I have heard it said that oxytocin, the bonding hormone, has a relationship with testosterone that causes it to be more quickly metabolised, as a result men take a lot longer to really bond than women. This means that for most women getting intimate means some kind of bonding occurs, biologically she is wired to have this happen and her initial investment is often larger than ours.
One of the most respectful things I think we can do as men is to be transparently honest about what we want with a woman. If all we want is sex, then we should say it unapologetically and own our desire—giving her the choice to say yes or no. It may mean we don’t have sex, but at least we didn’t hurt another person’s feelings by creating an emotional entanglement with hidden expectations and obligations.
If we want to date a woman for a while yet don’t think she is a life partner (and be honest guys, you know pretty damn quickly whether she has that potential or not!), then share that. It may sting a little to be vulnerable to share, yet at least she now knows where you stand and can make conscious choices based on the full spectrum of information available.
I had to learn this lesson from a trail of hurt, resentment and anger. Be respectful of hers and your feelings by allowing the space for real and honest decisions to be made.
Side benefit is that the more aligned and honest we get about what we do want, the more likely it is to begin showing up—the universe is kinda funny like that.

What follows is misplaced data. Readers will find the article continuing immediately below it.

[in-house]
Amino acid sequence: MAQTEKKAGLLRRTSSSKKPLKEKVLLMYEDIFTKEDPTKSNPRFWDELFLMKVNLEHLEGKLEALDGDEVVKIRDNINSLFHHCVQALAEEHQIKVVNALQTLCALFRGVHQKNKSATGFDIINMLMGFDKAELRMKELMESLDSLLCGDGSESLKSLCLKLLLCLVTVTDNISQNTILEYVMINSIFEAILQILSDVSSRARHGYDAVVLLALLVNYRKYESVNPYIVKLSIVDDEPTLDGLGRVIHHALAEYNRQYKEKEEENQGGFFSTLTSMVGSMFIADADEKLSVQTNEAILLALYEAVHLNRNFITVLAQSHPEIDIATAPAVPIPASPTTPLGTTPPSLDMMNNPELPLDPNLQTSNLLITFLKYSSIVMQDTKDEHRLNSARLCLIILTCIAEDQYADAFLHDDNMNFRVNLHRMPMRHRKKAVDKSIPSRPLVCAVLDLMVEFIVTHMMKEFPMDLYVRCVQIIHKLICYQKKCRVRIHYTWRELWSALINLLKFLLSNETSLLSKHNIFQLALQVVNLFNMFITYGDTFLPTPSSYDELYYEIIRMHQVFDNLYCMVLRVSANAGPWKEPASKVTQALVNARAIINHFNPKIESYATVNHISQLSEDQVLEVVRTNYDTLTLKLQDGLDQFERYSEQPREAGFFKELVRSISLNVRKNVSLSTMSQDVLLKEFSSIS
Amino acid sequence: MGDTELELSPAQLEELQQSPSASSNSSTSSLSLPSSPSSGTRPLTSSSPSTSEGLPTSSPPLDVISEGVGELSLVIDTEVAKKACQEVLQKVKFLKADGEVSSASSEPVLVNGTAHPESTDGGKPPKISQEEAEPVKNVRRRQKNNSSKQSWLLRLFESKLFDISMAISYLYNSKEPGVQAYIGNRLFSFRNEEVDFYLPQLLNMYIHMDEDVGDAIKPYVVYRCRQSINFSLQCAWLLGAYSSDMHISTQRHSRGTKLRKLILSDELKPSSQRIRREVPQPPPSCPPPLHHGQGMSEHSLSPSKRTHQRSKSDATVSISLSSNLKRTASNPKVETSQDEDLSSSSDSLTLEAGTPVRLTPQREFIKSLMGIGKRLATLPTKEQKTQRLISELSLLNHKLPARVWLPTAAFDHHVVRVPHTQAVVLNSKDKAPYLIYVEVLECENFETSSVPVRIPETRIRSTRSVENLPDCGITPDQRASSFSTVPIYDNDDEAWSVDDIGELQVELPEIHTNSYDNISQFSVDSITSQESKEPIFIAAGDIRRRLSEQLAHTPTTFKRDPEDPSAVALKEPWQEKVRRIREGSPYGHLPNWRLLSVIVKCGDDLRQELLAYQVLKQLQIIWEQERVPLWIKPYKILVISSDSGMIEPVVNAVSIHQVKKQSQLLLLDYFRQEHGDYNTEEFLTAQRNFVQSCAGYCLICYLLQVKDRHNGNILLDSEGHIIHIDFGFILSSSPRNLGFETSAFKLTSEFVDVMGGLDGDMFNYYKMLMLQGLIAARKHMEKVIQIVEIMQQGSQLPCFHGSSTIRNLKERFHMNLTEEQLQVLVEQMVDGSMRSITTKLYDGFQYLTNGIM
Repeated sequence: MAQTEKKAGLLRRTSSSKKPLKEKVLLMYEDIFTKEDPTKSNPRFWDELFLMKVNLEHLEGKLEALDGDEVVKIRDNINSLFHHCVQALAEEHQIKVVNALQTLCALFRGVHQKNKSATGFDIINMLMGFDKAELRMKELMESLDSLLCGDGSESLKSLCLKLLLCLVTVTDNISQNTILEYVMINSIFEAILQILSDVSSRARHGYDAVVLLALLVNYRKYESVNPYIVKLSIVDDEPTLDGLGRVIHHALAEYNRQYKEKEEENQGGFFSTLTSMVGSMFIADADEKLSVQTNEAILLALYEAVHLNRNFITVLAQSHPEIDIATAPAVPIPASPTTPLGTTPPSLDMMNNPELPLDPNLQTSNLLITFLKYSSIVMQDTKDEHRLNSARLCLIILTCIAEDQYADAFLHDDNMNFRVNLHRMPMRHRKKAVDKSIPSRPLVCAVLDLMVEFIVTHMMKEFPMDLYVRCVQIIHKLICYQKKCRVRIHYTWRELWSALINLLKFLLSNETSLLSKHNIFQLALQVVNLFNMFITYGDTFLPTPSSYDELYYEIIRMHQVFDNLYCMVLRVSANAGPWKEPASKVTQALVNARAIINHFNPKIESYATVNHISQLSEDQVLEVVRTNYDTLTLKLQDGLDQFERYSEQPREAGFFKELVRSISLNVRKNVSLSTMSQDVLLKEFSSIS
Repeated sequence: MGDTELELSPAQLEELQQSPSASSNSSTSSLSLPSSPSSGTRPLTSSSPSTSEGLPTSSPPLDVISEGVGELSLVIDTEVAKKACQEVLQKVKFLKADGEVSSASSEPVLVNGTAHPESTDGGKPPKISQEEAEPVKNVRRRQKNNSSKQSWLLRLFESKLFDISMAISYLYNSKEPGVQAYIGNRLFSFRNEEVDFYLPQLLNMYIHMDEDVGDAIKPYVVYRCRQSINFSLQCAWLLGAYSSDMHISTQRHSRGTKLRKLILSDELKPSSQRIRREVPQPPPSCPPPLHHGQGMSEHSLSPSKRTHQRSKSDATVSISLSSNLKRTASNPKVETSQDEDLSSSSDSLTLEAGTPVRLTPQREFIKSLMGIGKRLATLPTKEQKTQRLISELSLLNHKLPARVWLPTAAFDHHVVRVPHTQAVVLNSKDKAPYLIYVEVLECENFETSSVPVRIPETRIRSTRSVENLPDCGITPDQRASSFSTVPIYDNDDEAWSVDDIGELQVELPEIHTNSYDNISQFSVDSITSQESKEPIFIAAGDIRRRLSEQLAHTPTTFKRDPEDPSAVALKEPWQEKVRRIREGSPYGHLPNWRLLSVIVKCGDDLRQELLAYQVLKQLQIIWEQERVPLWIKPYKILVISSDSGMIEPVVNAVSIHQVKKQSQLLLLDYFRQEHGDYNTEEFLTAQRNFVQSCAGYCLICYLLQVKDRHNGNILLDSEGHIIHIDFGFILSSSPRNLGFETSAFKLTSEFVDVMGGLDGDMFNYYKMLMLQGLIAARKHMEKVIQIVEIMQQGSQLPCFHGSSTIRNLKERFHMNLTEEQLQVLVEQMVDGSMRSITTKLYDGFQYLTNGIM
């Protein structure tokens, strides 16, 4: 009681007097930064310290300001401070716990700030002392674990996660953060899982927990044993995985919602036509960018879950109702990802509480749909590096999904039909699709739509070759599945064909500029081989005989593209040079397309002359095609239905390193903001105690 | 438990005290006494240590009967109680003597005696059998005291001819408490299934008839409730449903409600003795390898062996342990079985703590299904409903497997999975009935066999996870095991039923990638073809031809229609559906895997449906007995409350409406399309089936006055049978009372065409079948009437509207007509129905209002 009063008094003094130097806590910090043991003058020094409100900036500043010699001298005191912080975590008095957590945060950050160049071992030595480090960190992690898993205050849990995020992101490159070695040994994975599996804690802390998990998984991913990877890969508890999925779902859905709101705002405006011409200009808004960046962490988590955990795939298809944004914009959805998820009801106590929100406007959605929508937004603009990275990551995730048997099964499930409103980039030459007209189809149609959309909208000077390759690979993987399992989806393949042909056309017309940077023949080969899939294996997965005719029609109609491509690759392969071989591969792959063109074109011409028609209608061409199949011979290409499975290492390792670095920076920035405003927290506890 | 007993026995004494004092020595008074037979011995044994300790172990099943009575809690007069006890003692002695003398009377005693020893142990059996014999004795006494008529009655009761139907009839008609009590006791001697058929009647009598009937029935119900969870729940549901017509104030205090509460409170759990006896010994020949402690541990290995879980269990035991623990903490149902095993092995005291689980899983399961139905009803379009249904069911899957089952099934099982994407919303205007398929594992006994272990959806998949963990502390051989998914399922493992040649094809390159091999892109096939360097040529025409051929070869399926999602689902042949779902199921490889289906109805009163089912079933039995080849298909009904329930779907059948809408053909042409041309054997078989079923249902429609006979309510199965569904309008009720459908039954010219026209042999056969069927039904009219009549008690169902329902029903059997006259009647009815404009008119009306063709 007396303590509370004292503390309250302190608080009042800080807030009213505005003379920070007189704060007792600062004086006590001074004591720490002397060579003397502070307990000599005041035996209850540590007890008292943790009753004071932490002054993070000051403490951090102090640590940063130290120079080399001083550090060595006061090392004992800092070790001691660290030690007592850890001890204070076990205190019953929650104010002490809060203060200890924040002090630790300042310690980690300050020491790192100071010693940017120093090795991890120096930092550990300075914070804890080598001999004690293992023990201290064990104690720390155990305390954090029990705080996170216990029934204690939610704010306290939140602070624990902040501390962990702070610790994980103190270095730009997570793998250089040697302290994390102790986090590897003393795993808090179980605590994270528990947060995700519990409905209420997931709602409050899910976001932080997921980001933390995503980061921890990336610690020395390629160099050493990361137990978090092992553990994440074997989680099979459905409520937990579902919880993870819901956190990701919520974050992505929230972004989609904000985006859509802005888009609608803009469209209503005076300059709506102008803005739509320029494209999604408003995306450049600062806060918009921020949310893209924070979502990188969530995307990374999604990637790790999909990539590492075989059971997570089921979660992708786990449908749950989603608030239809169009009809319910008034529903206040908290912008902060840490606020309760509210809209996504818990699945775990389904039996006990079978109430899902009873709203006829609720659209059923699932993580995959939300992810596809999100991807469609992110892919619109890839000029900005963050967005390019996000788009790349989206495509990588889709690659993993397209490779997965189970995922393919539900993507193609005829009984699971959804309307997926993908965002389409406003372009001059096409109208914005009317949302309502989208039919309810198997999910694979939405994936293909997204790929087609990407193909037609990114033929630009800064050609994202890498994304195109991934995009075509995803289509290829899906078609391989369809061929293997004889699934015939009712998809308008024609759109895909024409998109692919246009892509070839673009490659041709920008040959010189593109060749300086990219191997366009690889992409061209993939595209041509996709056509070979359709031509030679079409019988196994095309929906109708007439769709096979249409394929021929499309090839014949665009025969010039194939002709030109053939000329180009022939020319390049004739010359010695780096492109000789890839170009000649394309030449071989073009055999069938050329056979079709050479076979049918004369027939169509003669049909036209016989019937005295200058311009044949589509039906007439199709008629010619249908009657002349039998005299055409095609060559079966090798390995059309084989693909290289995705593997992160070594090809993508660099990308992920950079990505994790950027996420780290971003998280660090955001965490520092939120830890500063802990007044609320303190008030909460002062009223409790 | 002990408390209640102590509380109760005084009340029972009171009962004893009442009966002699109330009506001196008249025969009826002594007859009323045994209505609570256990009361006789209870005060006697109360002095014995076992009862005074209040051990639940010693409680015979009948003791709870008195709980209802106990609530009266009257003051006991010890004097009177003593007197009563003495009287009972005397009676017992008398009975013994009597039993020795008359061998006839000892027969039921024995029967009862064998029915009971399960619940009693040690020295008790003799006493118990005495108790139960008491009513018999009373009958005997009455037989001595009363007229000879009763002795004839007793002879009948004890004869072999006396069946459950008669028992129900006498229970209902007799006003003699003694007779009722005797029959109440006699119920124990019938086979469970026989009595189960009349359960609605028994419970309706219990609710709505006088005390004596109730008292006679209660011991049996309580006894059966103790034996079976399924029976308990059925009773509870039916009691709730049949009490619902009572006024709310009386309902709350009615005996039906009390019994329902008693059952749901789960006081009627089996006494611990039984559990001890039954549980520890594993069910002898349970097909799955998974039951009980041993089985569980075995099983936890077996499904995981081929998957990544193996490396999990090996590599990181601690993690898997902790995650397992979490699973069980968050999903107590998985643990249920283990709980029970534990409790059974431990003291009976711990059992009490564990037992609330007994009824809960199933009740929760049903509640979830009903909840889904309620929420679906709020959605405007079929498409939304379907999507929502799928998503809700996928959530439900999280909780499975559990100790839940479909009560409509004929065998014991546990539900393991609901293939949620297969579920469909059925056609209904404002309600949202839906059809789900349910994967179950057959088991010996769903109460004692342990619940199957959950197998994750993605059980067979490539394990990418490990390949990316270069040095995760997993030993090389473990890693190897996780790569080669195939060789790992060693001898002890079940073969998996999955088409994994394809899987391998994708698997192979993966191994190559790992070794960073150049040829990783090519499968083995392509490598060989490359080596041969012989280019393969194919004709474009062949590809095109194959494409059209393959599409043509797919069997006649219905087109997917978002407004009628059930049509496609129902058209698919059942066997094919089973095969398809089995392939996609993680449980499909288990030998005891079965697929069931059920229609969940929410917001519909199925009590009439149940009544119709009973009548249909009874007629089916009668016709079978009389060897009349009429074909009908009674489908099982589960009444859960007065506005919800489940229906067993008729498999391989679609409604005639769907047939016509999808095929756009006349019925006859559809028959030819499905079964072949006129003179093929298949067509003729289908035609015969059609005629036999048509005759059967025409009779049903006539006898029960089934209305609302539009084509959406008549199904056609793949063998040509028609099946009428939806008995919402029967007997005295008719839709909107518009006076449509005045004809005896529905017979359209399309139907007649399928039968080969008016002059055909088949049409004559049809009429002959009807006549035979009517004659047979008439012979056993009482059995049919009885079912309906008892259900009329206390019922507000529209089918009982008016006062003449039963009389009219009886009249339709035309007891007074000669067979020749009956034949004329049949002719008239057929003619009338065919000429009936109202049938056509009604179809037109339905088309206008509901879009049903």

Check in with her regularly
This is not to be mistaken with regulating or managing her emotional world or pandering to her every whim and urge.
Checking in is a simple process of finding out where she is, in herself, at any moment and is a great opportunity to practice presence, curiosity and composure. The curiosity piece especially is essential! We have to actually care about her response when we ask “what’s going on?” and then be willing to be with whatever comes next, including potential dissatisfaction.
Check in during a date, check in after an important event for her, check in during bed play, check in in the morning, check in the day after and then be unwaveringly present while she answers. She may, at first, offer a simple “I’m fine” if her experience up until now has been to squash her authentic feelings, yet if we are relentless with our desire to be closer to her and actually know what is going on in her world she may eventually open up. The intimacy that can result from this space of continuously getting in sync and on the same page about what is going on is beautiful, trusting and harmonious.
There we have it, a few things that can be worked on in order to have more lit-up and radiant women in our lives. The cool side effect is, that when practiced consistently, these attributes in my experience have led to a more fulfilling, peaceful, adventurous and joyous life all around.
(Note: This blog comes from things learned in the Authentic Man Program. It is my sincere wish that we get to live in a world where we can all be more fully ourselves and the Authentic Man Program gets my thumbs up as a group genuinely dedicated to that outcome).
Love elephant and want to go steady?
Editorial Assistant: Richard May / Editor: Bryonie Wise
Photo: Bog Dan/Pixoto